American Society for the Prevention of Cruelty to Animals explained

American Society for the Prevention of Cruelty to Animals (ASPCA) is a non-profit organization dedicated to preventing cruelty towards animals. Their mission is "to provide effective means for the prevention of cruelty to animals throughout the United States."[1]


Henry Bergh founded ASPCA on April 10, 1866 in New York City. It is the oldest and first animal welfare organization in the United States. ASPCA was founded to stop the injustices animals face across the United States. On February 8, 1866, Bergh pleaded on behalf of animals at a meeting at Clinton Hall in New York City. Some of the issues that he discussed at this meeting were cockfighting and the horrors of slaughterhouses. After getting many people to sign his "Declaration of the Rights of Animals," Bergh was able to gain an official charter to incorporate ASPCA on April 10, 1866. On April 19, 1866, the first anti-cruelty law was passed since the founding of ASPCA and ASPCA was granted the right to enforce anti-cruelty laws. At that time, there were only three staff members of the ASPCA. In 1867, ASPCA operated its first ambulance for injured horses and advocated various alternatives for inhumane actions towards animals such as horses, live pigeons, cats and dogs. By the time of Bergh's death in 1888, 37 out of the 38 states in the union enacted anti-cruelty laws that were enforced by the ASPCA. Early goals of ASPCA focused on efforts for horses and livestock since at the time they were used for a number of activities. Starting at the turn of the century, small animals like cats and dogs became more of a focus for members of ASPCA. ASPCA wrote its first annual report in 1867 when a man was sentenced to ten days in prison for beating a cat to death.[2] [3]

Medicine for Animals under ASPCA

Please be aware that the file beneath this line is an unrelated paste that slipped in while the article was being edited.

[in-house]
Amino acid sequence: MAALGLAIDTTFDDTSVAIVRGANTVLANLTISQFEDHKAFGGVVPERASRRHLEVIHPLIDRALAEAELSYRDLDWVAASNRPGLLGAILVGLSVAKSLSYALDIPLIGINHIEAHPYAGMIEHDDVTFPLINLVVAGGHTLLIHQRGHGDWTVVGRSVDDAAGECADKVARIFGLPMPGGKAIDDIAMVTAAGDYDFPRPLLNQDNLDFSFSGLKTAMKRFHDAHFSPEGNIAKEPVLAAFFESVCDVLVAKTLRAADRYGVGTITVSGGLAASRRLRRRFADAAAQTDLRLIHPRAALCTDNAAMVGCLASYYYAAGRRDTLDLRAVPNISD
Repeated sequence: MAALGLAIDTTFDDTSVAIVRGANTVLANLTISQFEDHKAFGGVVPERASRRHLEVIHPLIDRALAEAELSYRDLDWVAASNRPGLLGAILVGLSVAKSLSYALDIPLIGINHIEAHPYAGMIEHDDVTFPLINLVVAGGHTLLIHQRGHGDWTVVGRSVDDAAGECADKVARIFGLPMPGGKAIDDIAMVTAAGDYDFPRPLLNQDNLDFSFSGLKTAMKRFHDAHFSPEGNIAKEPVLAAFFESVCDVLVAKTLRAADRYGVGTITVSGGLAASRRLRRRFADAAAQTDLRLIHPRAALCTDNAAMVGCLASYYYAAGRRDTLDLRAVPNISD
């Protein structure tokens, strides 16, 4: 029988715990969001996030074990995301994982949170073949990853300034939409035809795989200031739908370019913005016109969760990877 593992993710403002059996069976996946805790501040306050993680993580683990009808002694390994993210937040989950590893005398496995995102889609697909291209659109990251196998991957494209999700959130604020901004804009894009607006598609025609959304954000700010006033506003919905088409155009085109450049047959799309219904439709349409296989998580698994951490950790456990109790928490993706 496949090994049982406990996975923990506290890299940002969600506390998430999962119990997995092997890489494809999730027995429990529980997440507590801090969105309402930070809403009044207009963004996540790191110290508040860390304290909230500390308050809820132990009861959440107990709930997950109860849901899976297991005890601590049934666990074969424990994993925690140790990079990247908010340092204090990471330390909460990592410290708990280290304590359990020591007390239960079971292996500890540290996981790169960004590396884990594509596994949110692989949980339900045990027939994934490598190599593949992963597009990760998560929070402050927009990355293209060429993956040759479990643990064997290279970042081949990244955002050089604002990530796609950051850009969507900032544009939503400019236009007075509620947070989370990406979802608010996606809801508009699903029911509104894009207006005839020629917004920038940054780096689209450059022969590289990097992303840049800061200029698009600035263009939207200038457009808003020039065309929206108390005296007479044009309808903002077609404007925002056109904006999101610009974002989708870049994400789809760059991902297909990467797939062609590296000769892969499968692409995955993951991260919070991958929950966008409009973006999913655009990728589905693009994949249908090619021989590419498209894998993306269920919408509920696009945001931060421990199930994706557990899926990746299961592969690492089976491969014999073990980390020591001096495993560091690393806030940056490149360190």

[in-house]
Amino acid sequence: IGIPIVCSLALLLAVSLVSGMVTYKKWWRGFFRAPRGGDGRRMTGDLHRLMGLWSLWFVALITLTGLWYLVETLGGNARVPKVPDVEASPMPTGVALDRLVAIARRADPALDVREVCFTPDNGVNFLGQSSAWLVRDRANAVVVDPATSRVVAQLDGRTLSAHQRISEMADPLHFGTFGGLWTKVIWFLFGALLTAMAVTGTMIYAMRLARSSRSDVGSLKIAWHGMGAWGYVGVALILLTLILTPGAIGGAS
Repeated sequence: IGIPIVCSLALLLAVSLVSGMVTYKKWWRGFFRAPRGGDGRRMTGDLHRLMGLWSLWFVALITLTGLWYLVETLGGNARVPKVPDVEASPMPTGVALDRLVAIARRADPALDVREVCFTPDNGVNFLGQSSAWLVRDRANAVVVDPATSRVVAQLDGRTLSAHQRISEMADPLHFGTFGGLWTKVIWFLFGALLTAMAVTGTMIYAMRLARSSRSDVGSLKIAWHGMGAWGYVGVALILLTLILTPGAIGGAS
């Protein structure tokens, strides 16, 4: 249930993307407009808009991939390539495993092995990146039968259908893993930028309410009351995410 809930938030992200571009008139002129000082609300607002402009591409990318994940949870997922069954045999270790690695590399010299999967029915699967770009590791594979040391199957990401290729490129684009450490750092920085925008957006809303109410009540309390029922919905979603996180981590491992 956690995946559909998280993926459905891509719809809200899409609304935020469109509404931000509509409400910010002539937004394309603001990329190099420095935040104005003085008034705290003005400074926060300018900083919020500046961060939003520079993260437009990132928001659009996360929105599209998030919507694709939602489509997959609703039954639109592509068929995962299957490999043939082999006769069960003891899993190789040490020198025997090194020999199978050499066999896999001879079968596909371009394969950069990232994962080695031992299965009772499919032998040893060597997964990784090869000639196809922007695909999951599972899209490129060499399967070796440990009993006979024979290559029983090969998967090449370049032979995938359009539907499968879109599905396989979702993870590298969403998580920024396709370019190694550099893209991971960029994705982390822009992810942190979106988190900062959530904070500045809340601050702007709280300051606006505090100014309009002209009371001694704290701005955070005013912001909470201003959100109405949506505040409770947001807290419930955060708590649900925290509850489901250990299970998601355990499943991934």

One of the early goals of ASPCA was to improve the health and welfare of animals. The first animal hospitals under ASPCA were created in 1912. Since the creation of these hospitals, ASPCA found a new tactic in improving their cause. ASPCA since have been able to develop various medical procedures and innovations with help from new discoveries in medicine and technology. Some of these procedures and innovations include the following:

Function of ASPCA

Since 1866, ASPCA has been granted legal authority to investigate and make arrests in anti-cruelty cases of animals. In addition to the legal authority granted to ASPCA, there are various programs and initiatives to assist individuals on various issues involving animal rights and anti-cruelty laws.[1]

Resources for Pets and Parents

This initiative is designed to assist individuals care for their animals in a proper and ethical way. Some services offered to assist individuals are:

Positive Outcomes for At-Risk Animals

This program is designed as a initiative to take steps to take care and provide for at-risk animals around the country. Some programs designed to help at-risk animals include:

Serving Victims of Animal Cruelty

As a way to uphold current animal cruelty laws around the country, ASPCA has created a campaign that combines various animal protection efforts and activities through technology and innovations created specifically for solving animal crimes. Some efforts include:

Other Efforts

Aside from rescuing animals, the ASPCA is also involved with disaster preparedness and management. For instance, prior to hurricane Gustav making landfall in Louisiana, New Orleans, September 1, 2008, the ASPCA checked in more than 800 animals into the Louisiana Mega Shelter in Shreveport. The shelter for evacuees is at capacity, so they are being rerouted to shelters in other states. The shelter for animals still has room available, and they continue to receive evacuees' pets. The ASPCA, along with the American Humane Association, currently has a 24 hour presence at the shelter.